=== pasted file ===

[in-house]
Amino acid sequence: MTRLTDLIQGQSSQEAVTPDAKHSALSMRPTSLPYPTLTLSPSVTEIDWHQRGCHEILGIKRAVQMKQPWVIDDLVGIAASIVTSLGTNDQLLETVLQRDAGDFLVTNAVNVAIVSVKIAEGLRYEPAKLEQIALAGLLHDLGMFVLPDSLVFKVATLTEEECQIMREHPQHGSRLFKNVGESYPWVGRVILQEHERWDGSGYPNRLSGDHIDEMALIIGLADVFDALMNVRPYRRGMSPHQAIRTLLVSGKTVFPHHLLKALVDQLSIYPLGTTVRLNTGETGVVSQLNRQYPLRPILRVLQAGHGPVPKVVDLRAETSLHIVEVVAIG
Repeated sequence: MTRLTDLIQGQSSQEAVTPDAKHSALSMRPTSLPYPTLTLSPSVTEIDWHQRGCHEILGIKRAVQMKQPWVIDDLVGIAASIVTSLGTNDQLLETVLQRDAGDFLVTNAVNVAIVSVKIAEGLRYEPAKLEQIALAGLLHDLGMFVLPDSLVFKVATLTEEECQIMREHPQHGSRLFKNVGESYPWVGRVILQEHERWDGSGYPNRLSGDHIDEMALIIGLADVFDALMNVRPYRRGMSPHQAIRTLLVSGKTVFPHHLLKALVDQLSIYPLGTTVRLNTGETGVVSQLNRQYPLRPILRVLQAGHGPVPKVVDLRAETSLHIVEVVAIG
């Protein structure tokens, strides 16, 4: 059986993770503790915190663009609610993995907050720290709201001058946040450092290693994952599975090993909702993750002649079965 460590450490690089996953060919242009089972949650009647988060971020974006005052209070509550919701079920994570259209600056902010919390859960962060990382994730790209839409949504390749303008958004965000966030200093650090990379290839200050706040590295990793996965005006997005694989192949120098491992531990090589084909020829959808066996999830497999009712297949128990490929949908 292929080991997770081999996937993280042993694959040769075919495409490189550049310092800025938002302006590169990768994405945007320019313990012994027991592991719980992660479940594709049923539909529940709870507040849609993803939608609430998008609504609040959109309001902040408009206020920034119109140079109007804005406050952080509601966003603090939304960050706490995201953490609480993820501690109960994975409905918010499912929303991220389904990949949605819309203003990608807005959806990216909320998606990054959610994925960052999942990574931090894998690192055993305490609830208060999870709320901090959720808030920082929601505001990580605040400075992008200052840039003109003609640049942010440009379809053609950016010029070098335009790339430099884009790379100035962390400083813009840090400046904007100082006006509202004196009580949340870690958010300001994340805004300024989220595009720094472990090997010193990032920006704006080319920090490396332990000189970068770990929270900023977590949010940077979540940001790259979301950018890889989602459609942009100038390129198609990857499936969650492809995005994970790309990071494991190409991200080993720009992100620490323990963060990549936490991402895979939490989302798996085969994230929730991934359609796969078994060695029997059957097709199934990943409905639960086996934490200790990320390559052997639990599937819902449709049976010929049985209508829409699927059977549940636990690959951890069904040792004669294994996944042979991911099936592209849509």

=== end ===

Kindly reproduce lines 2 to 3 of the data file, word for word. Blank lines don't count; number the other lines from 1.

Amino acid sequence: MTRLTDLIQGQSSQEAVTPDAKHSALSMRPTSLPYPTLTLSPSVTEIDWHQRGCHEILGIKRAVQMKQPWVIDDLVGIAASIVTSLGTNDQLLETVLQRDAGDFLVTNAVNVAIVSVKIAEGLRYEPAKLEQIALAGLLHDLGMFVLPDSLVFKVATLTEEECQIMREHPQHGSRLFKNVGESYPWVGRVILQEHERWDGSGYPNRLSGDHIDEMALIIGLADVFDALMNVRPYRRGMSPHQAIRTLLVSGKTVFPHHLLKALVDQLSIYPLGTTVRLNTGETGVVSQLNRQYPLRPILRVLQAGHGPVPKVVDLRAETSLHIVEVVAIG
Repeated sequence: MTRLTDLIQGQSSQEAVTPDAKHSALSMRPTSLPYPTLTLSPSVTEIDWHQRGCHEILGIKRAVQMKQPWVIDDLVGIAASIVTSLGTNDQLLETVLQRDAGDFLVTNAVNVAIVSVKIAEGLRYEPAKLEQIALAGLLHDLGMFVLPDSLVFKVATLTEEECQIMREHPQHGSRLFKNVGESYPWVGRVILQEHERWDGSGYPNRLSGDHIDEMALIIGLADVFDALMNVRPYRRGMSPHQAIRTLLVSGKTVFPHHLLKALVDQLSIYPLGTTVRLNTGETGVVSQLNRQYPLRPILRVLQAGHGPVPKVVDLRAETSLHIVEVVAIG